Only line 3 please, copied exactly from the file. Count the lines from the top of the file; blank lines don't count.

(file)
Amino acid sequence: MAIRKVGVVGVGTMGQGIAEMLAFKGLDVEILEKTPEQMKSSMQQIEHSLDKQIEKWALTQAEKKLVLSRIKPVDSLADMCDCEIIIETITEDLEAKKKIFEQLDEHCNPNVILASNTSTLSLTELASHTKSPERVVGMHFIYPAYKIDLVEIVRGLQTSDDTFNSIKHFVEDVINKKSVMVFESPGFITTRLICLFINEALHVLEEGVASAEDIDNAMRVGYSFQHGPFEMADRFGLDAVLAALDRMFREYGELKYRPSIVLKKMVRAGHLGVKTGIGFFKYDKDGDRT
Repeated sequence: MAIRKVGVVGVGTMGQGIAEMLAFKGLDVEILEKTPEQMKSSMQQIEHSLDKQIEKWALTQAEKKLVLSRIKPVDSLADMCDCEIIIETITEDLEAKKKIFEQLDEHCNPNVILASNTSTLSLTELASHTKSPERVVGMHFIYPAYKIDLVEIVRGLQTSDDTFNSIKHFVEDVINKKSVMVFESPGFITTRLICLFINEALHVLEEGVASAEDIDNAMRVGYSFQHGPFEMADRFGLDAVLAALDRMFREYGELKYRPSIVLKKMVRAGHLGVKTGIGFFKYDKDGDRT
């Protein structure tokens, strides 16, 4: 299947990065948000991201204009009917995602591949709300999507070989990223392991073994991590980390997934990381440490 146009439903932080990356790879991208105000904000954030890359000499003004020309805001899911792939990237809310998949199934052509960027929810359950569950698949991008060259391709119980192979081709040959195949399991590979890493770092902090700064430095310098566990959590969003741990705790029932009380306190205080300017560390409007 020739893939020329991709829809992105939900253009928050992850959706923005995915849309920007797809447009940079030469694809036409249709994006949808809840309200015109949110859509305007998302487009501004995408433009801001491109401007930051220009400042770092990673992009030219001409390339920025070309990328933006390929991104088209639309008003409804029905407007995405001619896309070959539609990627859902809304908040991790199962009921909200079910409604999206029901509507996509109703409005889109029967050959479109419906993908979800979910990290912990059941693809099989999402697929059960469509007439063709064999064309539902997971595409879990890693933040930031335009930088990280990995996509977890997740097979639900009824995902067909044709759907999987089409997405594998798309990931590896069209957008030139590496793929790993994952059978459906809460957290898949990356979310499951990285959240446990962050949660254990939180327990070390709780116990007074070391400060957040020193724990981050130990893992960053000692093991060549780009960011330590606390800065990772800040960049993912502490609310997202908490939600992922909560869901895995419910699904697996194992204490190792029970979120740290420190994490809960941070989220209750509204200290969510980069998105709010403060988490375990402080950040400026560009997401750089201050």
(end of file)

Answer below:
């Protein structure tokens, strides 16, 4: 299947990065948000991201204009009917995602591949709300999507070989990223392991073994991590980390997934990381440490 146009439903932080990356790879991208105000904000954030890359000499003004020309805001899911792939990237809310998949199934052509960027929810359950569950698949991008060259391709119980192979081709040959195949399991590979890493770092902090700064430095310098566990959590969003741990705790029932009380306190205080300017560390409007 020739893939020329991709829809992105939900253009928050992850959706923005995915849309920007797809447009940079030469694809036409249709994006949808809840309200015109949110859509305007998302487009501004995408433009801001491109401007930051220009400042770092990673992009030219001409390339920025070309990328933006390929991104088209639309008003409804029905407007995405001619896309070959539609990627859902809304908040991790199962009921909200079910409604999206029901509507996509109703409005889109029967050959479109419906993908979800979910990290912990059941693809099989999402697929059960469509007439063709064999064309539902997971595409879990890693933040930031335009930088990280990995996509977890997740097979639900009824995902067909044709759907999987089409997405594998798309990931590896069209957008030139590496793929790993994952059978459906809460957290898949990356979310499951990285959240446990962050949660254990939180327990070390709780116990007074070391400060957040020193724990981050130990893992960053000692093991060549780009960011330590606390800065990772800040960049993912502490609310997202908490939600992922909560869901895995419910699904697996194992204490190792029970979120740290420190994490809960941070989220209750509204200290969510980069998105709010403060988490375990402080950040400026560009997401750089201050």